“Do we have to tell them? Can’t we just wait until the baby is born and then let everyone know?”
I chuckled. “I don’t think that will work, honey.”
Her reluctance was understandable.
Just shy of 13 years into a very happy — if somewhat stressful — marriage, my wife and I are expecting the as yet unnamed Baby #6. With each child, we get a few more stares, a few more ugly comments. In the Old Testament, a woman might feel embarrassed to be infertile. Today, parents are shamed for having more than two children who are an unnecessary burden on our economy, ecology, sex life, or whatever other false god we moderns have decided to worship.
Baby After Baby
Baby #1 surprised us quickly, not long after the honeymoon. Working in ministry at the time, it was easy to see colleagues and parishioners sizing us up on how quickly we conceived. “Oh, they’re gonna be one of those couples.”
Baby #2 came on the rebound and was born fewer than three weeks after her older brother’s first birthday. “Almost Irish twins,” came the comments, “how do you think they’ll manage?”
Answer: It really wasn’t that hard. Just a built-in playmate, that’s all.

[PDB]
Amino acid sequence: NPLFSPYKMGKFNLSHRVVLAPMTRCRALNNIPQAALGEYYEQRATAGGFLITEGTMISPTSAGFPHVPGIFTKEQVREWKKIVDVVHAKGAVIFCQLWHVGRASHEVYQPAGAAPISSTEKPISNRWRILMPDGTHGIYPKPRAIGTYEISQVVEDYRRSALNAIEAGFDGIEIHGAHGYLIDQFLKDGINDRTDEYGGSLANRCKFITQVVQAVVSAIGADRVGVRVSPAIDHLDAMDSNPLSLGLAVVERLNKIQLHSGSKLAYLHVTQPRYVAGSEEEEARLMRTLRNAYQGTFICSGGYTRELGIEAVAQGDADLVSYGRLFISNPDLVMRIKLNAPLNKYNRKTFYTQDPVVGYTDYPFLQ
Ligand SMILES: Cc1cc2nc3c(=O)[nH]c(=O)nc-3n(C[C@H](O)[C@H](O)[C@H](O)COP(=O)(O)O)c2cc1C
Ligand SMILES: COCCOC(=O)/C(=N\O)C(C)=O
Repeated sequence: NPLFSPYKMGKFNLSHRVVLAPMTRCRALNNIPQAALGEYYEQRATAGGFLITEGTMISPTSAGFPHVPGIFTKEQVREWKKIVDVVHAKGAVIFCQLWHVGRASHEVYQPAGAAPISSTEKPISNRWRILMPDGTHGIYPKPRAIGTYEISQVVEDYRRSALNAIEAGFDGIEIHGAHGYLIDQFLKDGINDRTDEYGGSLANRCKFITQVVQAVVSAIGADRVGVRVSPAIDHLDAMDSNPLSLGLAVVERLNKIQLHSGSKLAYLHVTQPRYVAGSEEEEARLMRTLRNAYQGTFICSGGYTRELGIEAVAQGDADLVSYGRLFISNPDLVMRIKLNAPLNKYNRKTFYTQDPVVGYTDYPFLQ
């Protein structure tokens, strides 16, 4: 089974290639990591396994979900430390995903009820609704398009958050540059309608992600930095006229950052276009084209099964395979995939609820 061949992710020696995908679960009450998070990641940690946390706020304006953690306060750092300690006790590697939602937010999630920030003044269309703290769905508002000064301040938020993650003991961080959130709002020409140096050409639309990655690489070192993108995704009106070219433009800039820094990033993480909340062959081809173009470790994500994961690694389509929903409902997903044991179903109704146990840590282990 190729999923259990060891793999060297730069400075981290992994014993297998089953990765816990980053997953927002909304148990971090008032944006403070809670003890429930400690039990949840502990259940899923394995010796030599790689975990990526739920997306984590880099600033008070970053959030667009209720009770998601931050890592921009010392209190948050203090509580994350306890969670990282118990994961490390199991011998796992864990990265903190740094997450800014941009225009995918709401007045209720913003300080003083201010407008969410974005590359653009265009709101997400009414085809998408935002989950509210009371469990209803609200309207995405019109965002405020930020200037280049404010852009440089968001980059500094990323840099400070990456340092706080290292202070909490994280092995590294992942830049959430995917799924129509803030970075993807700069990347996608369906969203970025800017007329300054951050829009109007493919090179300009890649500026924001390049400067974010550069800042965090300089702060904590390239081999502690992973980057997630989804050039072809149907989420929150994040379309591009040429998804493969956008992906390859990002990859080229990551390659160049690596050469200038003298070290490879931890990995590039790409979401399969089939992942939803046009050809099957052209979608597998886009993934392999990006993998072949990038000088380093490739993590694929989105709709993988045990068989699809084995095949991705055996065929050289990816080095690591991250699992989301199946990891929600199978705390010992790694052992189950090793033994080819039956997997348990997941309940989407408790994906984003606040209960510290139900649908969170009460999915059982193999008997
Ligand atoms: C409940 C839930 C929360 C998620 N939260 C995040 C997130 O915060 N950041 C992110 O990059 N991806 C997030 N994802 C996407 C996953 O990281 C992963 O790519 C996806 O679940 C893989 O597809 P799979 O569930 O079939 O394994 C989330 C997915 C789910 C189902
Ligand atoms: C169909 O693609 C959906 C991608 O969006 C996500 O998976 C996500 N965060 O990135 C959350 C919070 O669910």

“Well, you have a boy and a girl now. So you’re done, right?”
“Oh, is that how it works? I didn’t realize they were collectible accessories.”
That was my kids’ daycare teacher, by the way. I guess she didn’t want any more customers?
I was mostly deaf to criticism when Baby #3 came along. He was a special gift of the providence of Our Lady of Lourdes; long story short: through her holy water, he came back to us, full of life, from a likely miscarriage.
Baby #4 came at a tumultuous time in our lives. Financial pressures and a scramble to renovate my late, reclusive father-in-law’s house to be livable for a family of 5 turned into a surprise change of plans for a family of 6.
The first few months in the house, we had no bedroom door and the guest bath had a hole in the floor where the toilet would eventually be. That’s when Baby #4 appeared.